Hey Now Kids! Frequency of Dead show posting hasn't gone exactly as I've wanted it to lately but have no fear, the shows will continue to flow. I've got some requests to catch up on plus there's always this and that to mix things up.
To everyone who comments from time to time: though I've not responded on each post with comments, all your comments are read and appreciated!! Sugarmag and I dig hearin' from all the downloaders out there.
Anyway, onto the tunes for today...
Grateful Dead -- March 3, 1971
Fillmore West, San Francisco
Casey Jones, Hard To Handle, Playing In The Band,
Loser, Me & Bobby McGee, Next Time You See Me,
Beat It On Down The Line, Bertha, Me & My Uncle, Truckin'->
Drums-> The Other One-> Wharf Rat, Sugar Magnolia, I'm A King Bee,
Greatest Story Ever Told-> Johnny B. Goode, Good Lovin'
Right from the first song I'm not extremely impressed with this performance; Casey Jones doesn't do much for me. Hard To Handle is good to groove to and Jerry plays so well. While his playing is the strongest ever, still there's, it seems, a good bunch of Phil in the mix. That makes up for the boring first few minutes. It's not the most wonderful version ever but it does nicely. Playin' then comes and goes so quickly it's almost easy to miss it. For the next few songs there isn't a note out of place. Not bad listening but nothing special. I do love the organ on Bertha. Pig's way in front in the mix and goin' at it with a nice pace. Interesting to hear Bertha like this and the same thing is true with Truckin'. He's not wailin' so much on that but holy Hammond B-3, Batman. Despite some mix problems, a decent version is turned in with great playing all around. The highlight for me is probably The Other One. It doesn't truly dive off the deep end and end up in deep space, but that's a good thing -- it stays true to the tune at all times and makes for some nice exploration. The early Wharf Rat here is kind of bland and not packed with emotion that a really good version will have. Sugar Mag is brief and King Bee is flat. I think the sound quality take a severe dive from King Bee on and the rest just isn't that fun to listen to. While the quality sucks, Good Lovin' to close the show kinda makes up for the last 15 or 20 minutes of mediocrity. I'm tellin' ya, the boys just didn't much of a crap on this night; there are some nice spots of playing but they are uninspired for the most part.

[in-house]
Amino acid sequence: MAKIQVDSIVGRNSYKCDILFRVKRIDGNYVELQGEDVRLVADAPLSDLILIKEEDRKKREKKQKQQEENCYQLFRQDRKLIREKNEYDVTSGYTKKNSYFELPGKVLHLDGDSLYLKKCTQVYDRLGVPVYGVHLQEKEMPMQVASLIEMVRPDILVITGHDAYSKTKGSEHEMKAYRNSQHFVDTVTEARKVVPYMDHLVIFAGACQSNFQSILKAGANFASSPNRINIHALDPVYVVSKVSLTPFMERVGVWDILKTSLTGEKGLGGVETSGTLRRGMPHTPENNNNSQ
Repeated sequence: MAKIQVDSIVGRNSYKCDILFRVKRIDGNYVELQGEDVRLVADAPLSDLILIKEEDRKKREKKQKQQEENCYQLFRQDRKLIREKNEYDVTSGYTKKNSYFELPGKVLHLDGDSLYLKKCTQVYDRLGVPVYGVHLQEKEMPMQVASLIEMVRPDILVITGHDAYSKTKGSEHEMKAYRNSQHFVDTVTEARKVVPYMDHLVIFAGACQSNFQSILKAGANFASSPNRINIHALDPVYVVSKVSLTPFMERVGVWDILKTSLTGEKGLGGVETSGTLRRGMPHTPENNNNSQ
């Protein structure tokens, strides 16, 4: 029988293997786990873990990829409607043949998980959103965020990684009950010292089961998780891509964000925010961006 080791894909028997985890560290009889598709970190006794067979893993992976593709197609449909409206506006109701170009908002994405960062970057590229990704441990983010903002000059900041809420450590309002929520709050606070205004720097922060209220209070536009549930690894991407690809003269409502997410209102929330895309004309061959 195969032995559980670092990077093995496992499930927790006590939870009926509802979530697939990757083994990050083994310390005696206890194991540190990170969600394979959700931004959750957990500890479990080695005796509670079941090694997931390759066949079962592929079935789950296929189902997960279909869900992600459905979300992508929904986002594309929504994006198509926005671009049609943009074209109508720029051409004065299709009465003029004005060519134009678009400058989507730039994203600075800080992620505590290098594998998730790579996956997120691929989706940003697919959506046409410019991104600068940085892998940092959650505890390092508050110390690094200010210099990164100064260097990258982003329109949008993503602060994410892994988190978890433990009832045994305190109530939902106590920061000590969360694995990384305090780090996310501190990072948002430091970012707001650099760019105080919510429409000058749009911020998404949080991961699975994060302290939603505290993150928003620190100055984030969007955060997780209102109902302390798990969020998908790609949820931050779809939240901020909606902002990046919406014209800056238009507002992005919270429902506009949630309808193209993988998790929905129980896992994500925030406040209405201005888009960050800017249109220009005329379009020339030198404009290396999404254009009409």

Sound quality is a bit of an issue here. There's likely a cassette generation in the lineage. That doesn't noticeably diminish the sound of the music but certainly causes some hiss during the quiet moments between tunes but also during King Bee, which isn't at all nice. Here and there there are also some mix problems but it's not bad. Sorry to say one more problem that exists is a few mildly harsh cuts. This show is listenable but it's not the greatest by any means, in performance and sound quality.
The Deadhead's Taping Compendium, Volume 1:
An In-Depth Guide to the Music of the Grateful Dead
on Tape, 1959-1974 by Michael Getz and John Dwork
[out of print]